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Halogenated fatty acids I. Formation and occurrence in lipids

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Chlorinated fatty acids have been found to be major contributors to organohalogen compounds in fish, bivalves, jellyfish, and lobster, and they have been indicated to contribute considerably to organohalogens in marine mammals. Brominated fatty acids have been found in marine sponges. Also, chlorinated lipids have been found in meat exposed to hypochlorite disinfected water, and in chlorine-treated flour and in products made from suck flour. Following exposure to chlorine bleached pulp mill effluents, aquatic organisms may have elevated concentrations of chlorinated fatty acids in their lipids. However, a natural production of halogenated fatty acids is also possible. In this paper we summarize the present knowledge of the occurrence of halogenated fatty acids in lipids and suggested ways of their formation. In Part II (Trends Anal. Chem. 16 (1997) 274) we deal with methods of their determination.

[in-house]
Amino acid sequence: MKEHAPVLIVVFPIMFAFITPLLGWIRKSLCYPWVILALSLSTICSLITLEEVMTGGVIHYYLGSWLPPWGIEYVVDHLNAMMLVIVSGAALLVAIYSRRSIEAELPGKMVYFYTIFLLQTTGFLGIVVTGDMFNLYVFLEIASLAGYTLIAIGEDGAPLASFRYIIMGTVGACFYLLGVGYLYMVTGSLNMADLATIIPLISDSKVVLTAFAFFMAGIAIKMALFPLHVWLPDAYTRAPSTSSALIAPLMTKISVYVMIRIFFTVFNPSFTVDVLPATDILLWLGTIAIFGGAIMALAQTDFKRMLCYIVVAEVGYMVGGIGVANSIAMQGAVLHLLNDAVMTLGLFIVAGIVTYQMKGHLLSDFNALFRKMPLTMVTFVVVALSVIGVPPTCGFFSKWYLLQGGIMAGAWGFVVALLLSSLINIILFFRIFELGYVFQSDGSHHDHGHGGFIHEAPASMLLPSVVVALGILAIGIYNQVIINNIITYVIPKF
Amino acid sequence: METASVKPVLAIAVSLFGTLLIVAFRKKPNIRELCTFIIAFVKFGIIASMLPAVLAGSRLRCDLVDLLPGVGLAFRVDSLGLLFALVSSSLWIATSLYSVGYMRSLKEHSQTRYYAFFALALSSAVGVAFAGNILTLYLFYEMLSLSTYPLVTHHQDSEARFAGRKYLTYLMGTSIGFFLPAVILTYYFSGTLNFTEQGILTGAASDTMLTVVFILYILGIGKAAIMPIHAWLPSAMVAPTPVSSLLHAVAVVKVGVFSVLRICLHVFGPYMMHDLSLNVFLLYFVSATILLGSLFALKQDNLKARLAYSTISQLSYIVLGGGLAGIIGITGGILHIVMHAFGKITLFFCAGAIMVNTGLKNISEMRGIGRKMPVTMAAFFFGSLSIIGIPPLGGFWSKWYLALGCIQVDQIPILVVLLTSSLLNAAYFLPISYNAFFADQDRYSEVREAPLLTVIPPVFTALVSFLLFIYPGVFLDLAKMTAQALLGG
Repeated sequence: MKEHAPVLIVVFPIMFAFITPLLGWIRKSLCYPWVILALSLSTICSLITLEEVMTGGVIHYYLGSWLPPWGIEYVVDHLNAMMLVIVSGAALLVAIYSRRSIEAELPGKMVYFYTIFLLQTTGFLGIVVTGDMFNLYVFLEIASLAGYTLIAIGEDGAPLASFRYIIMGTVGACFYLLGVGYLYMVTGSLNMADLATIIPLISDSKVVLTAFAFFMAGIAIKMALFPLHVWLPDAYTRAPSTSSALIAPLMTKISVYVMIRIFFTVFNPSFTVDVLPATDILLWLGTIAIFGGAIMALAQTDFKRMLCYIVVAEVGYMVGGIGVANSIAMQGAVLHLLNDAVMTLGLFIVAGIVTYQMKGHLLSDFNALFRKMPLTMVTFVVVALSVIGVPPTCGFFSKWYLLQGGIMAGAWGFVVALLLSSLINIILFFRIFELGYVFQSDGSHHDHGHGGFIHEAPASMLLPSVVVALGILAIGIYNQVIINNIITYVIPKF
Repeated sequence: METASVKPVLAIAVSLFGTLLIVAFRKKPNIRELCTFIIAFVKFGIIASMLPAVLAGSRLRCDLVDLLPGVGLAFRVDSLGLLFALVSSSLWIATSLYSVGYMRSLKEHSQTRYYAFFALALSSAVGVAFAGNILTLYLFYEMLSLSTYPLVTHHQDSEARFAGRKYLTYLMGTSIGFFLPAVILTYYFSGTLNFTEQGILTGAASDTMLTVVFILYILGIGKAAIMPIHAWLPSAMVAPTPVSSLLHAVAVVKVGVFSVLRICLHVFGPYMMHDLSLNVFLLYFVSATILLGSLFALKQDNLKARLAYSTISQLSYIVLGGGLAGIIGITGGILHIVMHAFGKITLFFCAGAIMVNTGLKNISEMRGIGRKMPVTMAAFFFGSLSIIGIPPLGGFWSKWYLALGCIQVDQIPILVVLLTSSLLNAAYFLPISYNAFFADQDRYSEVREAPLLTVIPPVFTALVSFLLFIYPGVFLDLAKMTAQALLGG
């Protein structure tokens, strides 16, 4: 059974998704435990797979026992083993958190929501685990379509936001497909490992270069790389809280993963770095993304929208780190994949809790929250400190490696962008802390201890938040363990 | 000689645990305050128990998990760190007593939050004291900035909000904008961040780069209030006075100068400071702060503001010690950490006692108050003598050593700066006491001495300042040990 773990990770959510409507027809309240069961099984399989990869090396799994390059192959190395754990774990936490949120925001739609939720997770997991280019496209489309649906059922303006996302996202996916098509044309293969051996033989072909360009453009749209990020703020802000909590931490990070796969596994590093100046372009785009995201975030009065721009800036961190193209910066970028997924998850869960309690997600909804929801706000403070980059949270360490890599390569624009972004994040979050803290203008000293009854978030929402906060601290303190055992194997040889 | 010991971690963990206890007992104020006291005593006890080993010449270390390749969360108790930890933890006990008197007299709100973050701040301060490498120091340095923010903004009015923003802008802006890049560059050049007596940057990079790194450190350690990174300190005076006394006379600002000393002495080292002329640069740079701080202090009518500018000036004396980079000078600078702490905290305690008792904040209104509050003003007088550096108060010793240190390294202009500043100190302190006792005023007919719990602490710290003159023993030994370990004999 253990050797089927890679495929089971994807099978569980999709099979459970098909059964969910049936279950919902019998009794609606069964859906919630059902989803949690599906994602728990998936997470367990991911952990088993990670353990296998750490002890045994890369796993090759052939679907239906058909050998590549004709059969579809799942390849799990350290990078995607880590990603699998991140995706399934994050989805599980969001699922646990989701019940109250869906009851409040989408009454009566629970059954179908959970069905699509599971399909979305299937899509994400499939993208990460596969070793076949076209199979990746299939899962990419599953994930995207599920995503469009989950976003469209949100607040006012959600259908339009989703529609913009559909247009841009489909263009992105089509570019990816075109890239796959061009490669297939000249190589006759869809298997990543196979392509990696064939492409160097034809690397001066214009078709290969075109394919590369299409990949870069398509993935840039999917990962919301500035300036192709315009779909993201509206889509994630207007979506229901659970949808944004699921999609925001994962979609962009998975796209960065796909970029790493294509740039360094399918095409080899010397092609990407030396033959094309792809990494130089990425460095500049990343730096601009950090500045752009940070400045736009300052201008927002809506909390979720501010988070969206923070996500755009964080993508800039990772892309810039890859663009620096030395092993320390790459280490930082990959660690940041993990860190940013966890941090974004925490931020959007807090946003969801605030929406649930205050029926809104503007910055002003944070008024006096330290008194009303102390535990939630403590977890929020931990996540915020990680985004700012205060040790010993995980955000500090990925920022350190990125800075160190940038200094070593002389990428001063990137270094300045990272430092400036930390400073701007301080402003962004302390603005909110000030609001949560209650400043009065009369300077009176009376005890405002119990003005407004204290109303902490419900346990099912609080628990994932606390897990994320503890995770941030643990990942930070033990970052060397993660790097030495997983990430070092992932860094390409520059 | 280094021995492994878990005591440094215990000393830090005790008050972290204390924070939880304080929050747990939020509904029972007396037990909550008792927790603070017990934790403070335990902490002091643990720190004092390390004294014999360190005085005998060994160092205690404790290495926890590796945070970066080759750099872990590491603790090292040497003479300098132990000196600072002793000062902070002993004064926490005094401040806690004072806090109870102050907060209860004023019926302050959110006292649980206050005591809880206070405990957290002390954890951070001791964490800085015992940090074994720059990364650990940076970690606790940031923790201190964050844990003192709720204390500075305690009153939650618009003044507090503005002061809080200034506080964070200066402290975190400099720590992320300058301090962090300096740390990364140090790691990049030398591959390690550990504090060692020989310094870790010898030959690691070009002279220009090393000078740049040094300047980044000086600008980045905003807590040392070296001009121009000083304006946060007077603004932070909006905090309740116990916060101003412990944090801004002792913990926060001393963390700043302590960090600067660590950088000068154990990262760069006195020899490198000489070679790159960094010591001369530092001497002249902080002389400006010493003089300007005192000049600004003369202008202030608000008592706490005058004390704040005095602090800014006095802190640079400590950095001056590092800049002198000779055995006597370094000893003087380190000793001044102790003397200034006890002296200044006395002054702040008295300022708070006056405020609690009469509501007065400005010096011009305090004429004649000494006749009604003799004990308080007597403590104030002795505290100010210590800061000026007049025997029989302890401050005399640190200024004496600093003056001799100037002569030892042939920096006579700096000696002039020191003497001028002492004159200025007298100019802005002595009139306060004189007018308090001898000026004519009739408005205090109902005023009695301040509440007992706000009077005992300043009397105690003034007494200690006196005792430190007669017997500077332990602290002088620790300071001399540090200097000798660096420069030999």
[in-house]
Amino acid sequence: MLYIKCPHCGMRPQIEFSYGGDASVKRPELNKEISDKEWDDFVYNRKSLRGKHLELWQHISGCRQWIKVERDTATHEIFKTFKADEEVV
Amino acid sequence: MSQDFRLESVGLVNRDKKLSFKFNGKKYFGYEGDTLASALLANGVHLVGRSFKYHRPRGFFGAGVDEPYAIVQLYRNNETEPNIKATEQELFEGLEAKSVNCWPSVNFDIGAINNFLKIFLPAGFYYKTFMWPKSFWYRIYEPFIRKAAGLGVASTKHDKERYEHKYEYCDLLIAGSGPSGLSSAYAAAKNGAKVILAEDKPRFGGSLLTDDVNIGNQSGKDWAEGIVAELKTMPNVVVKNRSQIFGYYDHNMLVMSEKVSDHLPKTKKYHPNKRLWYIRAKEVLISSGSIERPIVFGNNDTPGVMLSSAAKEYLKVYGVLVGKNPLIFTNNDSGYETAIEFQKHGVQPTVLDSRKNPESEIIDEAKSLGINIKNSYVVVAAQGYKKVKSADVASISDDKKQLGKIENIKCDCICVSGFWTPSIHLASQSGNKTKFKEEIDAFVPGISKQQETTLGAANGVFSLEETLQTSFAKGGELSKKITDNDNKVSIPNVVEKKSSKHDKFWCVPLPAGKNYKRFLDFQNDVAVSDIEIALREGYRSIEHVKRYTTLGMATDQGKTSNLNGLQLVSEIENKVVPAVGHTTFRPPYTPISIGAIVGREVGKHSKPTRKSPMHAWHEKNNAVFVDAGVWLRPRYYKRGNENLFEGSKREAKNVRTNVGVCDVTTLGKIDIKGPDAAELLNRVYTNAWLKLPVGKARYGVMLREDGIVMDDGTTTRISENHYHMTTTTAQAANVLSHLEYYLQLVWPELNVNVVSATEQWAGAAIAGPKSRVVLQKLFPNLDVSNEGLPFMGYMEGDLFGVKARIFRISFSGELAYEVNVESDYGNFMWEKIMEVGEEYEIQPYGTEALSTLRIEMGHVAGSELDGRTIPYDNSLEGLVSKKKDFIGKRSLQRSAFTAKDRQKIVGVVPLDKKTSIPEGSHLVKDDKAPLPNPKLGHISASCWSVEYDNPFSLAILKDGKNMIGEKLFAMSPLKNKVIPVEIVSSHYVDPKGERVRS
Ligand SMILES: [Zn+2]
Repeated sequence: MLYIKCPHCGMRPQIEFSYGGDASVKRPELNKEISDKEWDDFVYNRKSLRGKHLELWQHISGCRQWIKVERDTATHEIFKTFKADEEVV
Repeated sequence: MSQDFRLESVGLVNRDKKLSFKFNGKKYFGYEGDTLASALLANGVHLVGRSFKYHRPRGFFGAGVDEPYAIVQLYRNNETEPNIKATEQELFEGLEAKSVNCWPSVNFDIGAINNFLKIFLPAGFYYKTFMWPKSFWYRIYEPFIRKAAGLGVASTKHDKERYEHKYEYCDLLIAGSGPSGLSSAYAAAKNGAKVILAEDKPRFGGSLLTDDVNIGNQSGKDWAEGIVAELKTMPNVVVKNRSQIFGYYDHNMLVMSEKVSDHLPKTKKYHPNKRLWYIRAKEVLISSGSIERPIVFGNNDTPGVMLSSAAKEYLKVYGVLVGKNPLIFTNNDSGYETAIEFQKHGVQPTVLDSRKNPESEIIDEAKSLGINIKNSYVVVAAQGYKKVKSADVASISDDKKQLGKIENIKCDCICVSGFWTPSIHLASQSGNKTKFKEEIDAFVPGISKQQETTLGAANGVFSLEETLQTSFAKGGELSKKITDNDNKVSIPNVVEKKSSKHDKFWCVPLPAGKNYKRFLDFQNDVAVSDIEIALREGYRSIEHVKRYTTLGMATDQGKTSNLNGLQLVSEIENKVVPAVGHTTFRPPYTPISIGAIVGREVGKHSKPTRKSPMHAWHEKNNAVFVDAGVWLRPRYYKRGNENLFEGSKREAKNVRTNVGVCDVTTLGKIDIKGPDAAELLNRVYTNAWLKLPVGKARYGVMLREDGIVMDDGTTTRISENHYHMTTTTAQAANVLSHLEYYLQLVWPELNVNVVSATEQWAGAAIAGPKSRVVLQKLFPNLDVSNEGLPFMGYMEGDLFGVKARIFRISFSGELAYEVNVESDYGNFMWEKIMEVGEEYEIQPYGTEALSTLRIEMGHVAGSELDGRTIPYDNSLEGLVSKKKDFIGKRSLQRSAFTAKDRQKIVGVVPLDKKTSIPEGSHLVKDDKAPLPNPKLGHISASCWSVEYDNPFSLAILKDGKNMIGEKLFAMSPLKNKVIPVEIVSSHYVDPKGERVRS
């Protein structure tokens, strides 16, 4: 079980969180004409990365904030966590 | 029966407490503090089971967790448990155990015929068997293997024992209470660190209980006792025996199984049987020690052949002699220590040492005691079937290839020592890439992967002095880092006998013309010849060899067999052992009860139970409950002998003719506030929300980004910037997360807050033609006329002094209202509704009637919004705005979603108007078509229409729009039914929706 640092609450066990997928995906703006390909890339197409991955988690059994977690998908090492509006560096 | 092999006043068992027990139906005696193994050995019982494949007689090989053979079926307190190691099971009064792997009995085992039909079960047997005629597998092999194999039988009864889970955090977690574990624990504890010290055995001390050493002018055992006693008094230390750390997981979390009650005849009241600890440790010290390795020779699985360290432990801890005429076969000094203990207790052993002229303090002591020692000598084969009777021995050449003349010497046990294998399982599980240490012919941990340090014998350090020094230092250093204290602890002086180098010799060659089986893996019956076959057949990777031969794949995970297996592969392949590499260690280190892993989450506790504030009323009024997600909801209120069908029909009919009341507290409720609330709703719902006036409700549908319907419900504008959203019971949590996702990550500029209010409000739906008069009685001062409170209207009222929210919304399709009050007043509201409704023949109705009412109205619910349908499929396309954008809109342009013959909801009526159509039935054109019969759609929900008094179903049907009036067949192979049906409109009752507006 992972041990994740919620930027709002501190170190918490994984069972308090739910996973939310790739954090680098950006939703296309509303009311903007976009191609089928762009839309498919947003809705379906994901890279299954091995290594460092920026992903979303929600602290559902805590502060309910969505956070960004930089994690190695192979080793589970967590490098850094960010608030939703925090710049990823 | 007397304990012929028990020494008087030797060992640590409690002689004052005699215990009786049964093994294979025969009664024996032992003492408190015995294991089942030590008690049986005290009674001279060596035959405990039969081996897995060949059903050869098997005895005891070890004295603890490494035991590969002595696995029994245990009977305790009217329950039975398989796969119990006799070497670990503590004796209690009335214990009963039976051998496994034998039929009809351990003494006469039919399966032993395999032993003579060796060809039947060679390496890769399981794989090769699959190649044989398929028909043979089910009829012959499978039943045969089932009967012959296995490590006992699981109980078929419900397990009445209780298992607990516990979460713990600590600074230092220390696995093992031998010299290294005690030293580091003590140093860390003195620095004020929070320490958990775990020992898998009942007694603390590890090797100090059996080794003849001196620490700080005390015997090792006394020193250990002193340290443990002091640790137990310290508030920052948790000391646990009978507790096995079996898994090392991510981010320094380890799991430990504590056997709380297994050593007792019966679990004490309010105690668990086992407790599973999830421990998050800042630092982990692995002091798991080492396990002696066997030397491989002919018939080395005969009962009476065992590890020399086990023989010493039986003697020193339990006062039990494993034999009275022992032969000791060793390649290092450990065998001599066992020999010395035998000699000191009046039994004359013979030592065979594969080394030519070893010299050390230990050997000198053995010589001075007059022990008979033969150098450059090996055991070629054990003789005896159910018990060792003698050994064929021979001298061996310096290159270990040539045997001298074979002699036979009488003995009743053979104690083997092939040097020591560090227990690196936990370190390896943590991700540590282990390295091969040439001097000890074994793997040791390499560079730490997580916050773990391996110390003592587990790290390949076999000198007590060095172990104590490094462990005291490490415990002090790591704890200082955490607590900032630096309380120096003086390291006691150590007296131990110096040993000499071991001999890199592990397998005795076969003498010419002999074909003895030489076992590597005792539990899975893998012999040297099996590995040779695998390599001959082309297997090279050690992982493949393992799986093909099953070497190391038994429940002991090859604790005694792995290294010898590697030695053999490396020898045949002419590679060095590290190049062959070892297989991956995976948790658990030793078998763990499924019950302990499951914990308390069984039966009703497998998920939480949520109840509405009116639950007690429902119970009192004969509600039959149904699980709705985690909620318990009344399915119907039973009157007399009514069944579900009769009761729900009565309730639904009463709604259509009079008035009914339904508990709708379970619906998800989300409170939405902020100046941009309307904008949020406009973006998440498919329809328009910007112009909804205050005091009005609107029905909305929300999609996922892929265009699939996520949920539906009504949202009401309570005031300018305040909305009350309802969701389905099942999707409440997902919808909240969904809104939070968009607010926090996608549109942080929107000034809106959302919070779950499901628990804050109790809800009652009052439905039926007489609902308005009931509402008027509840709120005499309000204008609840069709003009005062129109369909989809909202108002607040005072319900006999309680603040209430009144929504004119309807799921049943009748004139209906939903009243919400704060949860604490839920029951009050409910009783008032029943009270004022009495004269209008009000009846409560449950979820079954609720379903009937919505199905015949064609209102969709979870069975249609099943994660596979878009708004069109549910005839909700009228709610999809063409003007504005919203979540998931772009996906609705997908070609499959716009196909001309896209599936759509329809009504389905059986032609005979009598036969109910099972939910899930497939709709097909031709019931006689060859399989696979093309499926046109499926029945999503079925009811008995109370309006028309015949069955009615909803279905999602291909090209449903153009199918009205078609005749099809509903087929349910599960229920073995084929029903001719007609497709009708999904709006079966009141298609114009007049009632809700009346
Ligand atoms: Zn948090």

OriginalsprogEngelsk
TidsskriftTrends in Analytical Chemistry
Vol/bind16
Udgave nummer5
Sider (fra-til)266-274
Antal sider9
ISSN0165-9936
DOI
StatusUdgivet - 1 maj 1997
Eksternt udgivetJa

ID: 102760848